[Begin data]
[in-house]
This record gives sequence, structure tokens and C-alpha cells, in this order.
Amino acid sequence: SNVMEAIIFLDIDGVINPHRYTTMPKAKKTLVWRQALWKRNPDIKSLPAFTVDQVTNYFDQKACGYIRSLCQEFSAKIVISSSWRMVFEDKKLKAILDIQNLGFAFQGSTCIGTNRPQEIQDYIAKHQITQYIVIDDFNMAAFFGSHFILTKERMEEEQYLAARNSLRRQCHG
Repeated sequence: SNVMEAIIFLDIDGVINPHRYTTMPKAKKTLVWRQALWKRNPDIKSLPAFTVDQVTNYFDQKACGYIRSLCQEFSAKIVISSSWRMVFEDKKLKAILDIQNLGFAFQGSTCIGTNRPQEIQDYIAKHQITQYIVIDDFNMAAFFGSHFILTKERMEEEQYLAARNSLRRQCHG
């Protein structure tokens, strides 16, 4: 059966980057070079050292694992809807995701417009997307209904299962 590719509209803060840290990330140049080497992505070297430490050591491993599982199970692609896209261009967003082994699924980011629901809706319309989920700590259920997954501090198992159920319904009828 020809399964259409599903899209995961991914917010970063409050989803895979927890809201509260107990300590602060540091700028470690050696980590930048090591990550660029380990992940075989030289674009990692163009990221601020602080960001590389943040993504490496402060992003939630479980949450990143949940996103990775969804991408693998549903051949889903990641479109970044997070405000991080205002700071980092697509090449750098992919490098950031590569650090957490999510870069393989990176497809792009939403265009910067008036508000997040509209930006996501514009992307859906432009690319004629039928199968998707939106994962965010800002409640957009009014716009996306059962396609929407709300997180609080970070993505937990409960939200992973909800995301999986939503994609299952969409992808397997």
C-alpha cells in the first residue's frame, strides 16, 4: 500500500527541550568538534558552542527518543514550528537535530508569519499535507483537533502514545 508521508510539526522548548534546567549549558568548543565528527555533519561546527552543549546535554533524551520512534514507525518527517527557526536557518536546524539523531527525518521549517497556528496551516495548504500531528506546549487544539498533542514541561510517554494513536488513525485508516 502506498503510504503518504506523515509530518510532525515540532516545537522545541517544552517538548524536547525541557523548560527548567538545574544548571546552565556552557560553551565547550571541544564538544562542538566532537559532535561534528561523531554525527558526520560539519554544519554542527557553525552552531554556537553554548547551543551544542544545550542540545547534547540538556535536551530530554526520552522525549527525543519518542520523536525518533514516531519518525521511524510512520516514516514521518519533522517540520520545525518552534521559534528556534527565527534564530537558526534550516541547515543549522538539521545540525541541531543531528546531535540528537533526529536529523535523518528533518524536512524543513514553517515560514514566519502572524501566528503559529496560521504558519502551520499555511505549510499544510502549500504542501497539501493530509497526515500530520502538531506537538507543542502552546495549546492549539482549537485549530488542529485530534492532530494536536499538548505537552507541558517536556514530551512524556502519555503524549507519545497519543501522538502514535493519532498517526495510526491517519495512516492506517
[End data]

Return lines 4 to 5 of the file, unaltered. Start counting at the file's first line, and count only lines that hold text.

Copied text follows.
Repeated sequence: SNVMEAIIFLDIDGVINPHRYTTMPKAKKTLVWRQALWKRNPDIKSLPAFTVDQVTNYFDQKACGYIRSLCQEFSAKIVISSSWRMVFEDKKLKAILDIQNLGFAFQGSTCIGTNRPQEIQDYIAKHQITQYIVIDDFNMAAFFGSHFILTKERMEEEQYLAARNSLRRQCHG
């Protein structure tokens, strides 16, 4: 059966980057070079050292694992809807995701417009997307209904299962 590719509209803060840290990330140049080497992505070297430490050591491993599982199970692609896209261009967003082994699924980011629901809706319309989920700590259920997954501090198992159920319904009828 020809399964259409599903899209995961991914917010970063409050989803895979927890809201509260107990300590602060540091700028470690050696980590930048090591990550660029380990992940075989030289674009990692163009990221601020602080960001590389943040993504490496402060992003939630479980949450990143949940996103990775969804991408693998549903051949889903990641479109970044997070405000991080205002700071980092697509090449750098992919490098950031590569650090957490999510870069393989990176497809792009939403265009910067008036508000997040509209930006996501514009992307859906432009690319004629039928199968998707939106994962965010800002409640957009009014716009996306059962396609929407709300997180609080970070993505937990409960939200992973909800995301999986939503994609299952969409992808397997």